SLR - April 2017 - Hima Patel
Tibiotalocalcaneal Arthrodesis with Headless Compression Screws
Reference: Gong JC, Zhou BH, Tao X, Yuan CS, Tang KL. Tibiotalocalcaneal Arthrodesis with Headless Compression Screws J Orthop Surg Res. 2016 Aug 19; 11(1): 91.
Reviewed By: Hima Patel, DPM
Residency Program: Hoboken University Medical Center, Hoboken, NJ
Podiatric Relevance: The primary indications for tibiotalocalcaneal arthrodesis include osteoarthritis of the ankle and subtalar joints, talar ischemia and necrosis, and failure of ankle replacement. Throughout the years, technological advancements have led to the utilization of various types of fixation, including screws, external fixators, plates and intramedullary nails for tibiotalocalcaneal arthrodesis; however, each fixation method presents its own set of complications. Screws, for example, cannot provide enough stability, leading to loosening and breakage. External fixation devices can be difficult to care for and are associated with a high incidence of infection and nonunion. Plate fixation can also increase the risk of nonunion and involve wide incisions and extensive soft-tissue dissection. While the intramedullary nail provides excellent structural stability and axial compression, there is a high degree of technical difficulty in inserting the nail, and it also has been reported to cause many postoperative complications, including soft-tissue irritation, deep infection and bone fracture surrounding the nail in the distal tibia. While there is abundant literature regarding the aforementioned fixation methods, a simple fixation method with a high union rate and a low complication rate has not yet been reported. Thus, the aim of this study is to evaluate the clinical outcome of tibiotalocalcaneal arthrodesis with headless compression screws for treating advanced ankle and subtalar arthritis.
Methods: Between 2010 and 2015, 23 patients underwent tibiotalocalcaneal arthrodesis due to severe ankle and subtalar joint arthritis. Of these, five patients were excluded from the study due to the use of cannulated-head compression screws, and one patient was excluded after undergoing an amputation secondary to discovery of a foot metastasis of malignant tumor one month after tibiotalocalcaneal arthrodesis. Thus, 17 patients were included in this study. In all patients, a 6 cm anteromedial incision was used to expose the ankle joint, and a 4 cm lateral oblique incision was used to expose the subtalar joint. Upon preparation of the articular surfaces, the tibia, talus and calcaneus were carefully aligned and fixed with two 120 mm Acutrak headless compression screws. Post-operatively, the patients were evaluated based on the Roles and Maudsley patient satisfaction scores, the AOFAS and VAS scores. The patients also underwent radiographic evaluation for assessment of hindfoot alignment and osseous union.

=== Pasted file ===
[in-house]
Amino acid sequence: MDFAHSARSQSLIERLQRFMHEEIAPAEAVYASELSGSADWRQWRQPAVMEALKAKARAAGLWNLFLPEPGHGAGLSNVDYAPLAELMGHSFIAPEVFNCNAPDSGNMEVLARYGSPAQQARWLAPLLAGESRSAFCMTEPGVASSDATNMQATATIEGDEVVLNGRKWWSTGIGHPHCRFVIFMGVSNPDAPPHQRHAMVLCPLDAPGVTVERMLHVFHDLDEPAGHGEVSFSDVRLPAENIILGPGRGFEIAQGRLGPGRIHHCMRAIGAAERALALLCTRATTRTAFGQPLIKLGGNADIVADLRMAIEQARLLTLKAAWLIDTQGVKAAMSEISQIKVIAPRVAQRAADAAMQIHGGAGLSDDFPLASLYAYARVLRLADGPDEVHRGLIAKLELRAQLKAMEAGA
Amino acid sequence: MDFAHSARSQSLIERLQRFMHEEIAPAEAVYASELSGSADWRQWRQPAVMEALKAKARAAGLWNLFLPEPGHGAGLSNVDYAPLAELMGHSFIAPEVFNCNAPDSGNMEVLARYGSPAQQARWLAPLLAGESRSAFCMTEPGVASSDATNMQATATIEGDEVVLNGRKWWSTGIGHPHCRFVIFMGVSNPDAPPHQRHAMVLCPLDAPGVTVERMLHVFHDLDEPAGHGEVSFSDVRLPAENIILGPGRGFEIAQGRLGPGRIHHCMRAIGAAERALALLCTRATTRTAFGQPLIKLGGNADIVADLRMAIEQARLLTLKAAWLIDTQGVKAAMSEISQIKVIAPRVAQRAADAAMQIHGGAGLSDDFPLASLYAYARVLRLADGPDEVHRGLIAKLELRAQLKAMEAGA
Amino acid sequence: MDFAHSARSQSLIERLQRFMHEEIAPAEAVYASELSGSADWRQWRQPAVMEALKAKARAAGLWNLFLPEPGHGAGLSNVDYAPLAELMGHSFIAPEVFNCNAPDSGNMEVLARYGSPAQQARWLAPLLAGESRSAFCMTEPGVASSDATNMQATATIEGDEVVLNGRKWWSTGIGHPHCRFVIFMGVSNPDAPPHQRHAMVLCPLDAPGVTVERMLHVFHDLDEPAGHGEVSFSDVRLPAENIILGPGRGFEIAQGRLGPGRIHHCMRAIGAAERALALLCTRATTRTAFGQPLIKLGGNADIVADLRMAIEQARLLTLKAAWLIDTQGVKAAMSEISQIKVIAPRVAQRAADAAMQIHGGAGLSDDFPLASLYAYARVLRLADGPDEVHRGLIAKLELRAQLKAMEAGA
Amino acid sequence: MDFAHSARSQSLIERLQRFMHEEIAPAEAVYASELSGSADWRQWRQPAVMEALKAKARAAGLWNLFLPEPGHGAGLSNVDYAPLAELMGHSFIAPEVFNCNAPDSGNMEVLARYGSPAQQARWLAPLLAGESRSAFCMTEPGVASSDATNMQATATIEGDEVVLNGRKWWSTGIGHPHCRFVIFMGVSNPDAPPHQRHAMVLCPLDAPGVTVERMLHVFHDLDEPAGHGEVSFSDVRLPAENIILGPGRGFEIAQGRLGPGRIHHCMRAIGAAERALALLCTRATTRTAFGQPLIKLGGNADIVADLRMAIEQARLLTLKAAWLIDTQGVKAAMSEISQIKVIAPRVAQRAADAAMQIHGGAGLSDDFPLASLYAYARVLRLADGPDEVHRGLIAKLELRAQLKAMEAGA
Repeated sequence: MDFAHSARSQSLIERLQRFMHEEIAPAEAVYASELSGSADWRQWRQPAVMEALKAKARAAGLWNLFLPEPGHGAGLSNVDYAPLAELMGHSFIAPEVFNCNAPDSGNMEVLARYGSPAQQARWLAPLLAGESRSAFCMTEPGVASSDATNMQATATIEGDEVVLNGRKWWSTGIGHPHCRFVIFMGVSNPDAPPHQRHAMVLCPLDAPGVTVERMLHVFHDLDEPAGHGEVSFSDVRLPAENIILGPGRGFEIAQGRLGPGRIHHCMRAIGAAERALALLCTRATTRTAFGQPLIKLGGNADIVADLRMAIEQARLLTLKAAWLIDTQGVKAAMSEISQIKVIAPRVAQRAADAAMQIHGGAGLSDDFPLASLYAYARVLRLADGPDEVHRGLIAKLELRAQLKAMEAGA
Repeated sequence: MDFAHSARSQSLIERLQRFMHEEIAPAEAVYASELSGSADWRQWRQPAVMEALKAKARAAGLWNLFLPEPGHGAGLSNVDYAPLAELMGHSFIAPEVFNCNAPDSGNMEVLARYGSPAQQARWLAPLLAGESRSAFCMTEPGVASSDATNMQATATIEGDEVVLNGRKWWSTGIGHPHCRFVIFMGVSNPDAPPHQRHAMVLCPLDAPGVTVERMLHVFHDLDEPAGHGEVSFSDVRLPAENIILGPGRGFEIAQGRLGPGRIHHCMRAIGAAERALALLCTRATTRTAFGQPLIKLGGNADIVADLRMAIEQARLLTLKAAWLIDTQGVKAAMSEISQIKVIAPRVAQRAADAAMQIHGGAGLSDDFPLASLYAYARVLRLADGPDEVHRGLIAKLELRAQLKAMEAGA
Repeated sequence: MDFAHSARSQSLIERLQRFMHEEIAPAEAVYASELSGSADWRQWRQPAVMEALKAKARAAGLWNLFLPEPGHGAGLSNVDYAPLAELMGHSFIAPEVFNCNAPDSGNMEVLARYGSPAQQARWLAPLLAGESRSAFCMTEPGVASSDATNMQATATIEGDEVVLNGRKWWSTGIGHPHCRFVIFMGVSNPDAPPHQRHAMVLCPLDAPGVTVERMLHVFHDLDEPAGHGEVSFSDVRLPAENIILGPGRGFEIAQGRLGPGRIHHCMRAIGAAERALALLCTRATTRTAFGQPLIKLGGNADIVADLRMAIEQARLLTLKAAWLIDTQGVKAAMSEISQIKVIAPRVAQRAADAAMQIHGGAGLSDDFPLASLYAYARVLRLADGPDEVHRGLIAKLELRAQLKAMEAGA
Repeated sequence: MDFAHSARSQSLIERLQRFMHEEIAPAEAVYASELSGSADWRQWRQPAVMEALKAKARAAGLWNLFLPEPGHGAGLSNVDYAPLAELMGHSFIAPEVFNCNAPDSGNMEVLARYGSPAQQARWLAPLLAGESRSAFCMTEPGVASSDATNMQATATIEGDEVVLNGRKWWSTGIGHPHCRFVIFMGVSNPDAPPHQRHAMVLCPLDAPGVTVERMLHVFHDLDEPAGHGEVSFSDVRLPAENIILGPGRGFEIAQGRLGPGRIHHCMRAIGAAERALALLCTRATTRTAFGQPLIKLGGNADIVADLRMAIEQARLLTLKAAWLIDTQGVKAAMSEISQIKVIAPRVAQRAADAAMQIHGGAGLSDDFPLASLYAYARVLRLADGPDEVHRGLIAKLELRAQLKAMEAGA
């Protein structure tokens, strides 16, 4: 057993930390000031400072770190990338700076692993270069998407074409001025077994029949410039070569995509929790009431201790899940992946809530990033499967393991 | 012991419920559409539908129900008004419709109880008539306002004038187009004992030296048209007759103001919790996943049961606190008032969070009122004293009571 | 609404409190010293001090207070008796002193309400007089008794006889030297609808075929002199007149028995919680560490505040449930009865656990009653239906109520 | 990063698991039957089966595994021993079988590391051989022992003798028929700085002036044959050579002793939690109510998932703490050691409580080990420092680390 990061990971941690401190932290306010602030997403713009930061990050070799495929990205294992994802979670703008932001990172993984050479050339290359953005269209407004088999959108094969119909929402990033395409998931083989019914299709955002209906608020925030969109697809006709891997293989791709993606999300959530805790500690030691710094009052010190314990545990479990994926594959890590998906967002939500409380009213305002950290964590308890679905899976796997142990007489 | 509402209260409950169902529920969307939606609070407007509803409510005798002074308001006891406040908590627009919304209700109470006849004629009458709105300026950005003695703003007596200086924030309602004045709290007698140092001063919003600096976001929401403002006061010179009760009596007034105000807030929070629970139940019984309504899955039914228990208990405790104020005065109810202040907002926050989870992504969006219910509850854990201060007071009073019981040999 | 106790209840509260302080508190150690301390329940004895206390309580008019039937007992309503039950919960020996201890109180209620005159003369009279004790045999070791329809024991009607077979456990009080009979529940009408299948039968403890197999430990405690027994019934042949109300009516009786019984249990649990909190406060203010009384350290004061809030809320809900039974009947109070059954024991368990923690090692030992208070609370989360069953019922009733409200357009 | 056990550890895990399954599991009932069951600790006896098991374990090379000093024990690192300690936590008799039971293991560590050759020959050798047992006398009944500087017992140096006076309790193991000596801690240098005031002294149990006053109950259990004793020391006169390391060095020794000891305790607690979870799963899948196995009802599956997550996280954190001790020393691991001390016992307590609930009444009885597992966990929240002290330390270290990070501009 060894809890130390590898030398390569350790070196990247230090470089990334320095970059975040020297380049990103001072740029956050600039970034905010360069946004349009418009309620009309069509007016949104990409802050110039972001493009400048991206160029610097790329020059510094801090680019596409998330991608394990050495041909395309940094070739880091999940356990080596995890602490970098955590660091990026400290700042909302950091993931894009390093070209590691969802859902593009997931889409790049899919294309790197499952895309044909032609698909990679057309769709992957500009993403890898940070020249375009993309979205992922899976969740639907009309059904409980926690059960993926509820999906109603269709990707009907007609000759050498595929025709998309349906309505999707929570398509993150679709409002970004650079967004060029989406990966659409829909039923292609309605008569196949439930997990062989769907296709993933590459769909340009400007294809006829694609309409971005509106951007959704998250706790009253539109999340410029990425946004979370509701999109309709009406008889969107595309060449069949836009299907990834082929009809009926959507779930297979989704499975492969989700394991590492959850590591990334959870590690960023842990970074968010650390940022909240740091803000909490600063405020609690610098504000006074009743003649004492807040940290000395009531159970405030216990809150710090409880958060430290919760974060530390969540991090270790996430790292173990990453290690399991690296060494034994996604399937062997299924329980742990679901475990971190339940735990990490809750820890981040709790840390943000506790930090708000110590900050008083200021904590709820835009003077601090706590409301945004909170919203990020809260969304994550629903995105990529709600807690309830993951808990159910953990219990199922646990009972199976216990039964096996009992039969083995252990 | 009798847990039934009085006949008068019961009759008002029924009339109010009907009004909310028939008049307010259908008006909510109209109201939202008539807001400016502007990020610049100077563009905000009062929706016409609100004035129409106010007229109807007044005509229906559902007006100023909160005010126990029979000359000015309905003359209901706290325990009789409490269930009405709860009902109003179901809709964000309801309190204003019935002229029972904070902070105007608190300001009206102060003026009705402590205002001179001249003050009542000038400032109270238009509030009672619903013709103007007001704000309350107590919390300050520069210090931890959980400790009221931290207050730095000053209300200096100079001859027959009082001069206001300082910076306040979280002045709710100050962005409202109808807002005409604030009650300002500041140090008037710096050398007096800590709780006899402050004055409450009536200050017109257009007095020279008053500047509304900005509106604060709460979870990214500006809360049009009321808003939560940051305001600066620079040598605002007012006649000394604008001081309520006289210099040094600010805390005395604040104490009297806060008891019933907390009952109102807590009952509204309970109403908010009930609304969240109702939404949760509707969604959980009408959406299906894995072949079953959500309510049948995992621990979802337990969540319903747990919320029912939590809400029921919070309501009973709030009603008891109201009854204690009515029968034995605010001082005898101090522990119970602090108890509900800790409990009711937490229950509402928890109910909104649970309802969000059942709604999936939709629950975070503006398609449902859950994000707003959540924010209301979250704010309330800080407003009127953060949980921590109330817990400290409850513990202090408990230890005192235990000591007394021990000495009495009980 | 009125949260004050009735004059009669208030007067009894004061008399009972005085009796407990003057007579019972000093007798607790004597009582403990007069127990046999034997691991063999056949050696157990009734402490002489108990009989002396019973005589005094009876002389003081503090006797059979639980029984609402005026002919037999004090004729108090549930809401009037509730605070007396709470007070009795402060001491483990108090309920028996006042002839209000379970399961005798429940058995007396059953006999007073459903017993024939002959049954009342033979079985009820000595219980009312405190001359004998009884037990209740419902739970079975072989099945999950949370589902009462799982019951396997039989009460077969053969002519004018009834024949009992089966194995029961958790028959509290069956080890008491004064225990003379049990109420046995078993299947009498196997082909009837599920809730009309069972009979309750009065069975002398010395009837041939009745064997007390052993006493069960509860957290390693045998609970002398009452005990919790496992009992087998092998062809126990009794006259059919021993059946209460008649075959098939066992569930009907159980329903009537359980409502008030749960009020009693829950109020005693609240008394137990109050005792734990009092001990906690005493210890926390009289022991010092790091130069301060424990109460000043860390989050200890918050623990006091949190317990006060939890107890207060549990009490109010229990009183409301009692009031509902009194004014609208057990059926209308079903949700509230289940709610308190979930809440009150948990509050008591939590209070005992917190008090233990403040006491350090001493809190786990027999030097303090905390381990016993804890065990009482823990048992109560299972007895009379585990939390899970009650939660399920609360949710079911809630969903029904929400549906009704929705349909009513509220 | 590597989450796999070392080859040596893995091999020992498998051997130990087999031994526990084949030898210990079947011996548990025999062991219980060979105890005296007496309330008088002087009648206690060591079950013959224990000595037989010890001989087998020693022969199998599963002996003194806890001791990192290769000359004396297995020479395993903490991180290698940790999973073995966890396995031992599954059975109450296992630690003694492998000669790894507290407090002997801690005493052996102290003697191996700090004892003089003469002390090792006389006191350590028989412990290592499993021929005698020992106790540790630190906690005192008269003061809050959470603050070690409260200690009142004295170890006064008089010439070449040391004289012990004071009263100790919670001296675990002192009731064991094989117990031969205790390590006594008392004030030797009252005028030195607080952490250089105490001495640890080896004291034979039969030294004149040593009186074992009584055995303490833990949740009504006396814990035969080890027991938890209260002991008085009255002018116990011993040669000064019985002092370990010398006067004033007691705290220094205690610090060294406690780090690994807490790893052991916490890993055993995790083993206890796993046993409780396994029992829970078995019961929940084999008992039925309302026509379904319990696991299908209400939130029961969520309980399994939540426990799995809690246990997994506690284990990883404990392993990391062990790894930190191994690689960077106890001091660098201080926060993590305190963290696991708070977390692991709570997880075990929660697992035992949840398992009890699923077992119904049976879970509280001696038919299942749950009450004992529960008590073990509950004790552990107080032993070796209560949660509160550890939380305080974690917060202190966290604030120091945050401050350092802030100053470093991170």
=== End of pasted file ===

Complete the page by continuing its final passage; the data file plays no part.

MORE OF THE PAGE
Results: The average follow-up duration was six and a half months for the 17 patients. Based on the average Roles and Maudsley patient satisfaction score of 1.41, most patients had satisfactory function improvement postoperatively. The VAS pain scores decreased from 6.95 preoperatively to 1.56 postoperatively. The AOFAS score at the last visit was 68.5, which was significantly higher than the preoperative AOFAS score of 29.6. All patients achieved bony fusion at a mean union time of 3.8 months. The mean operation time was 57 minutes. Only one patient experienced poor wound healing, which was resolved after debridement and suturing. No other patients required additional surgery. No other complications, such as poor blood supply, loss of sensation due to nerve damage or hardware failure, were encountered.
Conclusions: While there are many fixation options for tibiotalocalcaneal arthrodesis, the development of second-generation headless compression screws has allowed surgeons to achieve fusion due to their special design. In this study, the Acutrak headless compression screws were used; these screws were designed to improve the load to failure by providing excellent compression across the joint surface. In light of their findings, the authors have concluded that tibiotalocalcaneal arthrodesis with headless compression screws is not only effective, but it also has many advantages. These advantages include minimal invasiveness, short operation time, high union rate, low complication rate and a good postoperative recovery. Despite the promising clinical and radiographic outcomes in this study, the average follow-up time was low. It would be interesting to see if this procedure could predispose patients to early deterioration of the neighboring joints in the future. Furthermore, additional biomechanical research is necessary to evaluate the stability of the various fixation constructs.